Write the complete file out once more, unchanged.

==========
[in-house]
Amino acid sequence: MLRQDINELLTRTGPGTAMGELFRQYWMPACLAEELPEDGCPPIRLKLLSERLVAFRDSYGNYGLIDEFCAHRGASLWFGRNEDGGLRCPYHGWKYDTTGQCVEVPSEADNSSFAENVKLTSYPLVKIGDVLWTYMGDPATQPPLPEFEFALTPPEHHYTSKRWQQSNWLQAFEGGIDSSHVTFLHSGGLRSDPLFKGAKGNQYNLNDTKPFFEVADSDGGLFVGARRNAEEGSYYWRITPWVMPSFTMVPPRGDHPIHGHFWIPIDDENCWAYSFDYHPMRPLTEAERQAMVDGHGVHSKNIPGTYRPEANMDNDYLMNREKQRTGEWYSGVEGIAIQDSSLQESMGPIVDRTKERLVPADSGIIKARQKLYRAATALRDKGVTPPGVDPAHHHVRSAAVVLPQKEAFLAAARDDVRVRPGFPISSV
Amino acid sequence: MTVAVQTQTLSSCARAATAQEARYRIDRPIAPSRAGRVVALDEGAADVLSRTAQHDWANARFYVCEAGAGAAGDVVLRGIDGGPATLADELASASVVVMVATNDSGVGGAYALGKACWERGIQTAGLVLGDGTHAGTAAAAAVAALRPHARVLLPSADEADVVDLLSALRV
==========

[in-house]
Amino acid sequence: MLRQDINELLTRTGPGTAMGELFRQYWMPACLAEELPEDGCPPIRLKLLSERLVAFRDSYGNYGLIDEFCAHRGASLWFGRNEDGGLRCPYHGWKYDTTGQCVEVPSEADNSSFAENVKLTSYPLVKIGDVLWTYMGDPATQPPLPEFEFALTPPEHHYTSKRWQQSNWLQAFEGGIDSSHVTFLHSGGLRSDPLFKGAKGNQYNLNDTKPFFEVADSDGGLFVGARRNAEEGSYYWRITPWVMPSFTMVPPRGDHPIHGHFWIPIDDENCWAYSFDYHPMRPLTEAERQAMVDGHGVHSKNIPGTYRPEANMDNDYLMNREKQRTGEWYSGVEGIAIQDSSLQESMGPIVDRTKERLVPADSGIIKARQKLYRAATALRDKGVTPPGVDPAHHHVRSAAVVLPQKEAFLAAARDDVRVRPGFPISSV
Amino acid sequence: MTVAVQTQTLSSCARAATAQEARYRIDRPIAPSRAGRVVALDEGAADVLSRTAQHDWANARFYVCEAGAGAAGDVVLRGIDGGPATLADELASASVVVMVATNDSGVGGAYALGKACWERGIQTAGLVLGDGTHAGTAAAAAVAALRPHARVLLPSADEADVVDLLSALRV